Jane F. Garvey recalls watching from Federal Aviation Administration headquarters in Washington, D.C., on Sept. 11, 2001, a video screen depicting each of the 5,000 planes still in the air in the immediate aftermath of the terrorist attacks that morning.
Slowly, then with increasing speed, the dots disappeared as those planes landed safely and the nation’s air traffic network came to a halt.
“It hardly seems possible that it’s been 20 years,” said Garvey, an Amherst resident and the FAA’s first female administrator, serving from 1991 to 2002.
“The pilots call a day like that a ‘severe clear’ day,” Garvey said. “It’s perfect for flying.”
But air traffic controllers stopped allowing takeoffs soon after the first attack on the World Trade Center at 8:46 a.m. Soon the order came from the White House to halt all flights. She still believes it was the correct decision.
“Very often I look back and I do think about the acts of a lot of the public servants on that day,” Garvey said in a telephone interview.
That especially means air traffic controllers who got those planes landed and, starting a few days after the attacks, brought aviation back.
“We did not want to be held captive to the terrorists approach,” she said.
Flying, and travel in general, did come back — but with a new set of security concerns and precautions, both visible to the public and invisible. Security concerns changed the look of airports nationwide, as well as in Springfield at Union Station and the new federal courthouse built in the wake of the attacks.
“There has been a massive homeland security apparatus created after 9/11,” said George Michael, a professor who teaches classes on terrorism in Westfield State University’s criminal justice department. “I think it has succeeded in its mission.”
Garvey believes the biggest change, and the biggest improvement, was in the sharing of information among federal agencies like the FBI and CIA that used to work separately.
“What it did bring home though, I think of for all of us, is the importance of intelligence sharing,” she said. “You can put all the technology you want in the world, but when you are dealing with the human mind, which is what we are dealing with, it’s the imagination of the terrorist. You need to know who they are.”
For travelers, the post-9/11 routine has become familiar.
Get to the airport hours early. Get in line. Open your bags. Don’t have too much of any liquid or gel in your carry-on luggage. Leave the knife at home, and even leave the nail clippers at home.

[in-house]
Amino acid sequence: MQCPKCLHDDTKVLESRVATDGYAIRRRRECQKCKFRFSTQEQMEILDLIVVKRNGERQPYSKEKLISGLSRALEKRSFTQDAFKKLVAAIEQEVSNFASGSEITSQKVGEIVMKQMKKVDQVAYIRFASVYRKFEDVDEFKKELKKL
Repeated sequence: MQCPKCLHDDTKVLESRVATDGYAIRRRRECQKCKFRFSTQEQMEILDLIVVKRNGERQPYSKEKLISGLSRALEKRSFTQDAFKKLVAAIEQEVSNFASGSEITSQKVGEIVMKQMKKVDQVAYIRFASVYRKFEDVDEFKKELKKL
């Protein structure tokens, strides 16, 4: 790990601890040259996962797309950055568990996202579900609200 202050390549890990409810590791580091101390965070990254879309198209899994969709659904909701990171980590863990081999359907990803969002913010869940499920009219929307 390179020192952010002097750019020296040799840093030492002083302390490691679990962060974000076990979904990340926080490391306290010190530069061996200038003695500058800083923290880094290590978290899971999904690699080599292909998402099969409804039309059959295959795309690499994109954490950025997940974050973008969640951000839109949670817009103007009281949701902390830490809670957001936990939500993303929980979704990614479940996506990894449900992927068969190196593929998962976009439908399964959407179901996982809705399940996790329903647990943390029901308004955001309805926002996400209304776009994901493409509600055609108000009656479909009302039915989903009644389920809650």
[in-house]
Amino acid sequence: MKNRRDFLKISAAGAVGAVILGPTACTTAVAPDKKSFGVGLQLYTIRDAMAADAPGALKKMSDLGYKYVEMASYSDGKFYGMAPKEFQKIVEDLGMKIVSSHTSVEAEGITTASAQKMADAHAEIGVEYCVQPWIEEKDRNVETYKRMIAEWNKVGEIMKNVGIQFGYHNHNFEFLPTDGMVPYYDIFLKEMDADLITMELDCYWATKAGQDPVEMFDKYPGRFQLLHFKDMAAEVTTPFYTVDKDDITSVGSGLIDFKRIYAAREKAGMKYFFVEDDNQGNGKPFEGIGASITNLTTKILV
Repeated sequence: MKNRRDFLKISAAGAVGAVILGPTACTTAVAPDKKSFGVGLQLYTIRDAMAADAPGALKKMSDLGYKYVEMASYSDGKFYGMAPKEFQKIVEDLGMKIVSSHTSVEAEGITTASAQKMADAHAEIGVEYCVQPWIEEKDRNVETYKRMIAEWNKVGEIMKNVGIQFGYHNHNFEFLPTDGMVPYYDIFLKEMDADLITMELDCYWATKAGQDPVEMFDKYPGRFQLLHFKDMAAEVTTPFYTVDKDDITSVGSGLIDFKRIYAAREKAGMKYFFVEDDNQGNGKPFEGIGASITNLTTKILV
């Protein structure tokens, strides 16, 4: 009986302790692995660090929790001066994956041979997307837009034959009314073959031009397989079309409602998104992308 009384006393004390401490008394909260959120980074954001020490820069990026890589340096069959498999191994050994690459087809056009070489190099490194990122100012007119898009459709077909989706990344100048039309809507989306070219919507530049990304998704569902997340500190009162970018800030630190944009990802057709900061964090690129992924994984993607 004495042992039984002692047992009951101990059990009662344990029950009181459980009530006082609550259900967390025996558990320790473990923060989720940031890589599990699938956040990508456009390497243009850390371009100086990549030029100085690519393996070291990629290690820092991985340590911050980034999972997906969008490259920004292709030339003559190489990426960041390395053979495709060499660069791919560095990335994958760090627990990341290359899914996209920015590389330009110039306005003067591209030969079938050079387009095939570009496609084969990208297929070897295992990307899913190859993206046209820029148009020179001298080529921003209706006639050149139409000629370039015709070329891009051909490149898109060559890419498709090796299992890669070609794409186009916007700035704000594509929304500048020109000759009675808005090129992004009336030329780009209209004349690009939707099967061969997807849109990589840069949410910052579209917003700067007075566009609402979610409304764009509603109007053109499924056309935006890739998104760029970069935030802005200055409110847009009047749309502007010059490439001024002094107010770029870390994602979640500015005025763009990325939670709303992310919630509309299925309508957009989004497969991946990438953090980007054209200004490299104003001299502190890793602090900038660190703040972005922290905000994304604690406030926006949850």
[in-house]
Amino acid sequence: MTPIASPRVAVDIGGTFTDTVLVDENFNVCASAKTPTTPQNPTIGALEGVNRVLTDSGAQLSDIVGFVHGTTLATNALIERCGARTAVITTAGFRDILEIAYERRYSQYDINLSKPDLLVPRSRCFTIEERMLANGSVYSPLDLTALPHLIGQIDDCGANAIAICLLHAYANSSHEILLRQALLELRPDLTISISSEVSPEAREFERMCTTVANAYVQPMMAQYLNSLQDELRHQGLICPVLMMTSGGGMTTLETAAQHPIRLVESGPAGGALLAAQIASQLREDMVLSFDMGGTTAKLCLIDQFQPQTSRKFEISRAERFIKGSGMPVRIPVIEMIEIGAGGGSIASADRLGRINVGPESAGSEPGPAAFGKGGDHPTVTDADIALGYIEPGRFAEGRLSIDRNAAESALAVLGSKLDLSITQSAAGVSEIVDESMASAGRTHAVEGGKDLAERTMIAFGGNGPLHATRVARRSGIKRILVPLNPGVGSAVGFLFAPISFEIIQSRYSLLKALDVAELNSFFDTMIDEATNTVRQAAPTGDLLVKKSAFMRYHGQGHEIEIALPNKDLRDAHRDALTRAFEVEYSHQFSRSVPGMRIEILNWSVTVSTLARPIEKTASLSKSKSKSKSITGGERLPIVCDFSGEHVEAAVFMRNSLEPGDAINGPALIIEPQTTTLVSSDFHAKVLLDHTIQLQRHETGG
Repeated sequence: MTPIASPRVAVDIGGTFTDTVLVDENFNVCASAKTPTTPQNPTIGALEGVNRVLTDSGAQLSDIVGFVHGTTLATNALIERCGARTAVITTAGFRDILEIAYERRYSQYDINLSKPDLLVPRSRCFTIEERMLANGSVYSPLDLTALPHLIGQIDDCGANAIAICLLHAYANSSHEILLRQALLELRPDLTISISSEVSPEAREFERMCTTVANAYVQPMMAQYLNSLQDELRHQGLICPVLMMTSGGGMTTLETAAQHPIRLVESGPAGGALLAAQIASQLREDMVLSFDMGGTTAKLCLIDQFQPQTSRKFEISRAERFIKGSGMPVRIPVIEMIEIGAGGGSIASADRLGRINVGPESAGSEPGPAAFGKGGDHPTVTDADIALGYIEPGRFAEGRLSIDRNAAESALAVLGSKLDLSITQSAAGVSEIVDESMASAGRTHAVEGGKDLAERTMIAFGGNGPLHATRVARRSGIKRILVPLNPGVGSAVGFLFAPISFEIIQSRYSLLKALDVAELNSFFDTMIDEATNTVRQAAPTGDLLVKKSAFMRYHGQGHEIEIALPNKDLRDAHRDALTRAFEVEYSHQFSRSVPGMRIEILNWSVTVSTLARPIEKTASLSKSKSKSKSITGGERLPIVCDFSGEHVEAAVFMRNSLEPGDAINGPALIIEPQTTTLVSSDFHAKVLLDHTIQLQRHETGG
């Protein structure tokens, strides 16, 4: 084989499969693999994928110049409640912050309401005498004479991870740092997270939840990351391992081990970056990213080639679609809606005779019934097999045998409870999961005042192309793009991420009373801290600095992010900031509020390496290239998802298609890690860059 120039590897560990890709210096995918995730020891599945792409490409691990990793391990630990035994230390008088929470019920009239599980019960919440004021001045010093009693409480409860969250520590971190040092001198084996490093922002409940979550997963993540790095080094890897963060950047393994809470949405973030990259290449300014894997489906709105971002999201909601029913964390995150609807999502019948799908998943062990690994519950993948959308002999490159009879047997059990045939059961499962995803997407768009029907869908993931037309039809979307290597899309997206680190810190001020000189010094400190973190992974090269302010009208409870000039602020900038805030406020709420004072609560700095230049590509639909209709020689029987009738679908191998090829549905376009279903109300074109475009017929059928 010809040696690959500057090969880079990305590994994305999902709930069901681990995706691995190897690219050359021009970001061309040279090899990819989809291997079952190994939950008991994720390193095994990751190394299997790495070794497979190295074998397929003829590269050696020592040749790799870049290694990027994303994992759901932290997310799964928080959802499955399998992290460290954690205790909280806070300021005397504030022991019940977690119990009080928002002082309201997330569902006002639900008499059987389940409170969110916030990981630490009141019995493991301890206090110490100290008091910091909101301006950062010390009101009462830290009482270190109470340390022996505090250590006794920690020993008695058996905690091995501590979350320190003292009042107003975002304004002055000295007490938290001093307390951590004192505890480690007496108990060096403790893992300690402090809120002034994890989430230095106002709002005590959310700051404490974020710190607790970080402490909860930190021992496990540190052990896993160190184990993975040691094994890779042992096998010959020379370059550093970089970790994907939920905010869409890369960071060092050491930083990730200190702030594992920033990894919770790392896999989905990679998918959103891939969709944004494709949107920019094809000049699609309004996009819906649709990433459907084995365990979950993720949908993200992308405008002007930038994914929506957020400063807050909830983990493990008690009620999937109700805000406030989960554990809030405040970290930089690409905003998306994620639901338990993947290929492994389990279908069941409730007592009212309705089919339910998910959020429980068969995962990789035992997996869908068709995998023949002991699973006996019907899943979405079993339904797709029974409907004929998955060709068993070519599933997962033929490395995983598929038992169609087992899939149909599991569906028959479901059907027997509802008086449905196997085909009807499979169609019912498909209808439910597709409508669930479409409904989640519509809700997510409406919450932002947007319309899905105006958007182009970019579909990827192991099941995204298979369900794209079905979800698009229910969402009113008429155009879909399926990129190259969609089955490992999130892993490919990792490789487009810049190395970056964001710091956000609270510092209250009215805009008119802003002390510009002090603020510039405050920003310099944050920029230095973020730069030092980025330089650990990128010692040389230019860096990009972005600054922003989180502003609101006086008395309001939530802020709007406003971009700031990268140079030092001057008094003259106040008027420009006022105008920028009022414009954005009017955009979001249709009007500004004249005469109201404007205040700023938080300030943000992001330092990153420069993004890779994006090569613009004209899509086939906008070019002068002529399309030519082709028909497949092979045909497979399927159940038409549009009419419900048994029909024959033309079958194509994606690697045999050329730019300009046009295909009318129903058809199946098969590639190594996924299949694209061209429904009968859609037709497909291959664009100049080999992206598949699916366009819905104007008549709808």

Take off your shoes. Take off your belt. Go through the scanners, raise your arms. Put it all back on. Get on the plane.
It was different before 9/11, said Ray Hourani, director of air travel operations for AAA Northeast.
“You could go through security, friends and family could go through security, go to the gate, watch you board,” Hourani said. “You could buy a ticket right at the boarding time and get on. It was simple to get through security at the time.”
After 9/11, the federal government created the Transportation Security Administration to professionalize the practice of screening people as they got on airliners.
“During that time before 9/11, airport security was being done by contract security,” Hourani said. “The airlines farmed that out.”
Does the rigmarole at the airport make a difference?
“I certainly believe so,” said Kevin A. Dillon, executive director and CEO of the Connecticut Airport Authority, which oversees Bradley International Airport in Windsor Locks.
“You have to put into perspective where we were back in 9/11,” he said. “Back then, no one believed someone would board an aircraft and intentionally kill themselves.”
The Lockerbie disaster over Scotland in 1988, for example, involved a bomb placed in the luggage bay by terrorists who were not on the plane.
Hijackings happened. But it was people demanding the plane fly to Cuba or some other exotic locale so the hijackers could make a political statement. The passengers and planes generally survived the trip.
But ever since the 9/11 hijackings — where terrorists commandeered jets and flew them into the World Trade Center and the Pentagon, while passengers of a fourth hijacked craft fought back only to have their plane crash into a field in Shanksville, Pennsylvania — airplane cockpits are locked.